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Last week, Rabbi Dayan ruled that a late payment penalty for not paying rent on time is not ribbis. However, he said asmachta” (insincere commitment) may play a role in this case.

“What do you mean by asmachta?” asked Mr. Joshua.

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“There are a number of examples of asmachta in the Gemara,” replied Rabbi Dayan. “Imagine a landowner who leases out his land to sharecroppers for a percentage of the yield. [Bava Metzia 104b; Choshen Mishpat 328:2].

Obviously, the financial gain of the landowner depends on the sharecropper actually working the land. Hence, the landowner might say, ‘I’m afraid that you might not work the land properly and find some other job. I want some sort of assurance.’

“‘I’ll tell you what,’ the sharecropper might respond. ‘If I don’t work the land, I’ll pay you a million dollars! I don’t expect to leave, but does that make you feel better?’

“‘I guess so,’ the landowner might reply.

“In the case before us, you, the landlord, expect the tenant to pay his rent on time,” Rabbi Dayan said. “The tenant also expects to pay on time, but to reassure you, he commits to paying a penalty if he does not. This is a kind of asmachta.

“Now, there’s a dispute in the Gemara whether conditional penalties (asmachta) are considered sincere binding obligations. Most authorities maintain that without additional strengthening, they aren’t binding. The party meant primarily to give an assurance to the other party and never really sincerely committed to paying the penalty [Choshen Mishpat 207:12-13].

“If the tenant then goes ahead and pays this late payment penalty – even though he wasn’t obligated to – it is a payment made on account of a delay and is considered rabbinic interest (ribbis me’ucheres)” [Bris Yehuda 4:5; Chelkas Binyamin 177:141].

“There are various ways of strengthening a conditional penalty. Among them: indebting oneself conditionally for the penalty amount immediately from the time of the contract (mei’achshav); making a kinyan sudar before a formal beis din; writing in the contract that the obligation was made with a kinyan sudar before a formal beis din (even if in actuality it wasn’t, based on hodaas baal din); and writing in the contract that the penalty clause is being made in a manner that isn’t asmachta [Choshen Mishpat 207:14-15; Taz 207:18; Avnei Yashfeh #159(b)].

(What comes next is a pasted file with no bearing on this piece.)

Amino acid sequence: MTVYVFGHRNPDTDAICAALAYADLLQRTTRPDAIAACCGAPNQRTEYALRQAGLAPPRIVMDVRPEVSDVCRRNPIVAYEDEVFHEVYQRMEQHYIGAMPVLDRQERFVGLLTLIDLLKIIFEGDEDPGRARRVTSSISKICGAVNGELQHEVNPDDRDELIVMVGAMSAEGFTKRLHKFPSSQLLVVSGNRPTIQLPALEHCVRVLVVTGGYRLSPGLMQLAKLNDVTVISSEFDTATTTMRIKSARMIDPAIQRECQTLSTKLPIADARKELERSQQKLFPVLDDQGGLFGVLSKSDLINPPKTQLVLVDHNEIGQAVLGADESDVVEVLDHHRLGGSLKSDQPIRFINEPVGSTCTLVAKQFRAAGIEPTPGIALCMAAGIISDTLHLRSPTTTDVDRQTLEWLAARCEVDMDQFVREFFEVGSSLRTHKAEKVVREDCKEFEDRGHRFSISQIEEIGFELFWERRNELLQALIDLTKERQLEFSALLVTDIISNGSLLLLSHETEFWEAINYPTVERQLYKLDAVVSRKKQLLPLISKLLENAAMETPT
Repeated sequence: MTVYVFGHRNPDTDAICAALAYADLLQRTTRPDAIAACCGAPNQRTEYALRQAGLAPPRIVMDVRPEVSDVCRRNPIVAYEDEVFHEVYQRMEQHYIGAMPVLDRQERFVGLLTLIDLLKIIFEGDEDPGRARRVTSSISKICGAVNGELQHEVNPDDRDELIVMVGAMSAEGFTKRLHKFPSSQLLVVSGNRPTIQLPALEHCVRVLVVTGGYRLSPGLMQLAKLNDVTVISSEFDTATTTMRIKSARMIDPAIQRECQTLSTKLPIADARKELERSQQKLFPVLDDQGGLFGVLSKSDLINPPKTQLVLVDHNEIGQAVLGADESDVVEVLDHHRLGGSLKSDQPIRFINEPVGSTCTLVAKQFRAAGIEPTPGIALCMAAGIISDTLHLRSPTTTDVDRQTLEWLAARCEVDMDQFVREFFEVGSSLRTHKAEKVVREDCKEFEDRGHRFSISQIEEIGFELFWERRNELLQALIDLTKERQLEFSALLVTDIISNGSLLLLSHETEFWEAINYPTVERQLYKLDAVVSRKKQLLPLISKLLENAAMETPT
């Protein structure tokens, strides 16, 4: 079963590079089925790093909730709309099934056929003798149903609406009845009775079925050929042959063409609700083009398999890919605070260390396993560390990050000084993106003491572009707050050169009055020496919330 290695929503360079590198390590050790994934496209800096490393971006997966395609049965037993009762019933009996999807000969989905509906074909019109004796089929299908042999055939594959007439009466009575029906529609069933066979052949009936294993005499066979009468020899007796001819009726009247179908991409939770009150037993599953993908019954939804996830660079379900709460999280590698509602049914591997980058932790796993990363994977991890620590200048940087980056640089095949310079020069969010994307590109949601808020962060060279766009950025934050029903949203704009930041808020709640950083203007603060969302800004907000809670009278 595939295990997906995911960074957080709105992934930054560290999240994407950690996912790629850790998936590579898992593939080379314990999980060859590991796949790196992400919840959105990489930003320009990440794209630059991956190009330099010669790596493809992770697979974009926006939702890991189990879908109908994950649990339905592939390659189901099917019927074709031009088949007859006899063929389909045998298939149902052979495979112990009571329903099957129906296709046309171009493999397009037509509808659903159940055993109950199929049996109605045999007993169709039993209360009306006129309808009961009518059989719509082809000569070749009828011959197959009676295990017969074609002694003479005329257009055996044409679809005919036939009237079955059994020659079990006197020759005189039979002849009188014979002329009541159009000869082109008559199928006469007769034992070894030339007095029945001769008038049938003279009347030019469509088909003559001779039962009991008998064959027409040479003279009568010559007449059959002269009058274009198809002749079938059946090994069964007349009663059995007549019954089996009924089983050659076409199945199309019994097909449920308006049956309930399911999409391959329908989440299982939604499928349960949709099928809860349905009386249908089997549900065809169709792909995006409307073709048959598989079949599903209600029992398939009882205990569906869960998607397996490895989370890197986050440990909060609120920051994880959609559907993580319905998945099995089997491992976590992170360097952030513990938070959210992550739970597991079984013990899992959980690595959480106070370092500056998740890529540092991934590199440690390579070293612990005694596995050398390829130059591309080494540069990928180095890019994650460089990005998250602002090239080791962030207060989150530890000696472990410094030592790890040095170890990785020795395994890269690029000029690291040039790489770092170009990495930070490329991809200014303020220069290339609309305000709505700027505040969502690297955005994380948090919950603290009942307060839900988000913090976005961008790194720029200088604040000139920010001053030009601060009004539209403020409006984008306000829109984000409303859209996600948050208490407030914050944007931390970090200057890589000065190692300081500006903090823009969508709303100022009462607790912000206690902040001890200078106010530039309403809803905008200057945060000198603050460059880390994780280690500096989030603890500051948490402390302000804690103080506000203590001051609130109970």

“Some maintain that if the contract can be legally upheld in court, the late payment clause is halachically valid as a kinyan situmta (common commercial practice) and is not considered asmachta; hence, there is no concern of ribbis. This opinion can be relied upon for commercial rental contracts.

“For private rentals between individuals, one of the aforementioned ways of strengthening should be used. If none of them were, the landlord can rely on this opinion and ask for the late payment fee. However, if the tenant refuses to pay and claims the penalty clause is asmachta and not binding, it is questionable whether beis din can make him pay” [Toras Ribbis 6:1(footnote 2)].

“Furthermore,” concluded Rabbi Dayan, “if the renter was prevented from paying on account of circumstances clearly beyond his control (oness), he is not halachically liable for the late-payment fee unless the agreement included a stipulation that the late fee must be paid even in cases of oness.”

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Rabbi Meir Orlian is a faculty member of the Business Halacha Institute, headed by HaRav Chaim Kohn, a noted dayan. To receive BHI’s free newsletter, Business Weekly, send an e-mail to subscribe@businesshalacha.com. For questions regarding business halacha issues, or to bring a BHI lecturer to your business or shul, call the confidential hotline at 877-845-8455 or e-mail ask@businesshalacha.com.